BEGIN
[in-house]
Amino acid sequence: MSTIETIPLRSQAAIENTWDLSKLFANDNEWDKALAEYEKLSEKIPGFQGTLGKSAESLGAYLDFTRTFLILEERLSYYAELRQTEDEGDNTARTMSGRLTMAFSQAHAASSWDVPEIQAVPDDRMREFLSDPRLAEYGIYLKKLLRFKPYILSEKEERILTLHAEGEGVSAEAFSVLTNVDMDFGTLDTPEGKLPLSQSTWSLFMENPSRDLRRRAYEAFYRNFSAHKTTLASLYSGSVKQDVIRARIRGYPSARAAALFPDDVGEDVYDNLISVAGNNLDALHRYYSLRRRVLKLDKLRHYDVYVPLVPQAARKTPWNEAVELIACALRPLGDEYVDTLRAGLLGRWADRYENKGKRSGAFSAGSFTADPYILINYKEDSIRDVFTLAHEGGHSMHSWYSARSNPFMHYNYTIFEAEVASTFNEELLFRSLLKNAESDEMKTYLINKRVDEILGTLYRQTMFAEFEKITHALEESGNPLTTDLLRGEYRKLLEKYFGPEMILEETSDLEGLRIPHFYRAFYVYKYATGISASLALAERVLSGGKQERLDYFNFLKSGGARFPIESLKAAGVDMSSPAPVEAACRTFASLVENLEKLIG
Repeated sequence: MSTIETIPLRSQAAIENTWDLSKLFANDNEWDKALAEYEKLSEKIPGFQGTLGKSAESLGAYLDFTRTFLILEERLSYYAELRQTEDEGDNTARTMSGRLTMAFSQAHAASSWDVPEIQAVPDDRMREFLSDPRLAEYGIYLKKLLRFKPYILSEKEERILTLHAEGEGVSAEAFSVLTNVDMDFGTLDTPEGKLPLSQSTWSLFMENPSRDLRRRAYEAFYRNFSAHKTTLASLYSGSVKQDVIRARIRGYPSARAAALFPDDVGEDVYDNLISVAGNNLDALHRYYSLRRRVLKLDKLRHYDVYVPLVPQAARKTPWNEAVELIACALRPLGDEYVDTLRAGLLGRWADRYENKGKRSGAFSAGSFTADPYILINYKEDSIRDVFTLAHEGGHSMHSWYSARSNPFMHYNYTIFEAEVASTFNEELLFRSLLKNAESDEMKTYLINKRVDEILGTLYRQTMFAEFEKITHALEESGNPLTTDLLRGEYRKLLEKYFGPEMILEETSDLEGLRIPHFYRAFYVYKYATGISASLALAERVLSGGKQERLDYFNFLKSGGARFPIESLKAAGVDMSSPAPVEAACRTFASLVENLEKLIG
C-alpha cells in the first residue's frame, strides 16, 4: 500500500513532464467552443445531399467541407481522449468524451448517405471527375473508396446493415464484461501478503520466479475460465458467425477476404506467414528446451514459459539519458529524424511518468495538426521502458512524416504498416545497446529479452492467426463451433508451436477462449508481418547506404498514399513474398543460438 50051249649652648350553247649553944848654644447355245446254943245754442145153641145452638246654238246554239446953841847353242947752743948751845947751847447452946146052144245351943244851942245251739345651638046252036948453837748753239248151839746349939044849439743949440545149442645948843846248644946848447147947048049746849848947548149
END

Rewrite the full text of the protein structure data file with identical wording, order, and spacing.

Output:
[in-house]
Amino acid sequence: MSTIETIPLRSQAAIENTWDLSKLFANDNEWDKALAEYEKLSEKIPGFQGTLGKSAESLGAYLDFTRTFLILEERLSYYAELRQTEDEGDNTARTMSGRLTMAFSQAHAASSWDVPEIQAVPDDRMREFLSDPRLAEYGIYLKKLLRFKPYILSEKEERILTLHAEGEGVSAEAFSVLTNVDMDFGTLDTPEGKLPLSQSTWSLFMENPSRDLRRRAYEAFYRNFSAHKTTLASLYSGSVKQDVIRARIRGYPSARAAALFPDDVGEDVYDNLISVAGNNLDALHRYYSLRRRVLKLDKLRHYDVYVPLVPQAARKTPWNEAVELIACALRPLGDEYVDTLRAGLLGRWADRYENKGKRSGAFSAGSFTADPYILINYKEDSIRDVFTLAHEGGHSMHSWYSARSNPFMHYNYTIFEAEVASTFNEELLFRSLLKNAESDEMKTYLINKRVDEILGTLYRQTMFAEFEKITHALEESGNPLTTDLLRGEYRKLLEKYFGPEMILEETSDLEGLRIPHFYRAFYVYKYATGISASLALAERVLSGGKQERLDYFNFLKSGGARFPIESLKAAGVDMSSPAPVEAACRTFASLVENLEKLIG
Repeated sequence: MSTIETIPLRSQAAIENTWDLSKLFANDNEWDKALAEYEKLSEKIPGFQGTLGKSAESLGAYLDFTRTFLILEERLSYYAELRQTEDEGDNTARTMSGRLTMAFSQAHAASSWDVPEIQAVPDDRMREFLSDPRLAEYGIYLKKLLRFKPYILSEKEERILTLHAEGEGVSAEAFSVLTNVDMDFGTLDTPEGKLPLSQSTWSLFMENPSRDLRRRAYEAFYRNFSAHKTTLASLYSGSVKQDVIRARIRGYPSARAAALFPDDVGEDVYDNLISVAGNNLDALHRYYSLRRRVLKLDKLRHYDVYVPLVPQAARKTPWNEAVELIACALRPLGDEYVDTLRAGLLGRWADRYENKGKRSGAFSAGSFTADPYILINYKEDSIRDVFTLAHEGGHSMHSWYSARSNPFMHYNYTIFEAEVASTFNEELLFRSLLKNAESDEMKTYLINKRVDEILGTLYRQTMFAEFEKITHALEESGNPLTTDLLRGEYRKLLEKYFGPEMILEETSDLEGLRIPHFYRAFYVYKYATGISASLALAERVLSGGKQERLDYFNFLKSGGARFPIESLKAAGVDMSSPAPVEAACRTFASLVENLEKLIG
C-alpha cells in the first residue's frame, strides 16, 4: 500500500513532464467552443445531399467541407481522449468524451448517405471527375473508396446493415464484461501478503520466479475460465458467425477476404506467414528446451514459459539519458529524424511518468495538426521502458512524416504498416545497446529479452492467426463451433508451436477462449508481418547506404498514399513474398543460438 50051249649652648350553247649553944848654644447355245446254943245754442145153641145452638246654238246554239446953841847353242947752743948751845947751847447452946146052144245351943244851942245251739345651638046252036948453837748753239248151839746349939044849439743949440545149442645948843846248644946848447147947048049746849848947548149